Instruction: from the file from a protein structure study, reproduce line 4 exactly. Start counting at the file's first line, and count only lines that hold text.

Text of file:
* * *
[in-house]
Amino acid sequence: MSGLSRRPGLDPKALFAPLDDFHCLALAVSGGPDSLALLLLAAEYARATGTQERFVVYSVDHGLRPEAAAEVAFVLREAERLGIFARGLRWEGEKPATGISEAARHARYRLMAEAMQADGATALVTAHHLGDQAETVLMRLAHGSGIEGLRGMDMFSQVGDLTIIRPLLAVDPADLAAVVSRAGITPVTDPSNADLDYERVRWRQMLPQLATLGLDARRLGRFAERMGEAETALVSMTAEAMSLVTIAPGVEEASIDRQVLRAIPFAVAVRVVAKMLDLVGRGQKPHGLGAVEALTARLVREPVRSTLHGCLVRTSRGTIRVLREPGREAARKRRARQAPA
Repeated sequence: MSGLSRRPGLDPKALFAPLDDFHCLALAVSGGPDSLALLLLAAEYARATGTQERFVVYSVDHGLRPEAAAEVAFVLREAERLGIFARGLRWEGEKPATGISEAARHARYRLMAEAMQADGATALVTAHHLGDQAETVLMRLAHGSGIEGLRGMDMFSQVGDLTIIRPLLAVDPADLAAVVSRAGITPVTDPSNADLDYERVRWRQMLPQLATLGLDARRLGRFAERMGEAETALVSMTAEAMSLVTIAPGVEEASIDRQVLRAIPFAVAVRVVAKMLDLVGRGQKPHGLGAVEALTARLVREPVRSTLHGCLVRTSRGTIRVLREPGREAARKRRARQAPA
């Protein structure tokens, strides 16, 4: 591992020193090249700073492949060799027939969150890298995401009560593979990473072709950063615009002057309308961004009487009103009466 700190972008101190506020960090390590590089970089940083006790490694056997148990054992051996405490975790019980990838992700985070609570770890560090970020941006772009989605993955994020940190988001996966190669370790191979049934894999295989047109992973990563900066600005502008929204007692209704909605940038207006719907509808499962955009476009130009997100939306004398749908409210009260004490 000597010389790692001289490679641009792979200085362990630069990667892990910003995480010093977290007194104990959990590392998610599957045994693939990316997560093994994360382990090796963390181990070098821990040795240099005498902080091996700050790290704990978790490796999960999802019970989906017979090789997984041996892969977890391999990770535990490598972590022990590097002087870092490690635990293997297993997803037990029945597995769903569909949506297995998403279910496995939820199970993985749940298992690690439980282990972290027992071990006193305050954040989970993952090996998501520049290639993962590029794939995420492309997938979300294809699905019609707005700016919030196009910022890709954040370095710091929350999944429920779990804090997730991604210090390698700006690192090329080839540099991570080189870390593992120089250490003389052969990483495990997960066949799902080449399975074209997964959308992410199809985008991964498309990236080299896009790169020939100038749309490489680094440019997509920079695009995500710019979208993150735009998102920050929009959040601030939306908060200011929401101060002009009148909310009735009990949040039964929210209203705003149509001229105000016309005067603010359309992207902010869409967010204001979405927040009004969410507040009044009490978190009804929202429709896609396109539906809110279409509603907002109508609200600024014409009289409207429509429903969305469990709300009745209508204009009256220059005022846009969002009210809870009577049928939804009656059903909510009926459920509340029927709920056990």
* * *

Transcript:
């Protein structure tokens, strides 16, 4: 591992020193090249700073492949060799027939969150890298995401009560593979990473072709950063615009002057309308961004009487009103009466 700190972008101190506020960090390590590089970089940083006790490694056997148990054992051996405490975790019980990838992700985070609570770890560090970020941006772009989605993955994020940190988001996966190669370790191979049934894999295989047109992973990563900066600005502008929204007692209704909605940038207006719907509808499962955009476009130009997100939306004398749908409210009260004490 000597010389790692001289490679641009792979200085362990630069990667892990910003995480010093977290007194104990959990590392998610599957045994693939990316997560093994994360382990090796963390181990070098821990040795240099005498902080091996700050790290704990978790490796999960999802019970989906017979090789997984041996892969977890391999990770535990490598972590022990590097002087870092490690635990293997297993997803037990029945597995769903569909949506297995998403279910496995939820199970993985749940298992690690439980282990972290027992071990006193305050954040989970993952090996998501520049290639993962590029794939995420492309997938979300294809699905019609707005700016919030196009910022890709954040370095710091929350999944429920779990804090997730991604210090390698700006690192090329080839540099991570080189870390593992120089250490003389052969990483495990997960066949799902080449399975074209997964959308992410199809985008991964498309990236080299896009790169020939100038749309490489680094440019997509920079695009995500710019979208993150735009998102920050929009959040601030939306908060200011929401101060002009009148909310009735009990949040039964929210209203705003149509001229105000016309005067603010359309992207902010869409967010204001979405927040009004969410507040009044009490978190009804929202429709896609396109539906809110279409509603907002109508609200600024014409009289409207429509429903969305469990709300009745209508204009009256220059005022846009969002009210809870009577049928939804009656059903909510009926459920509340029927709920056990």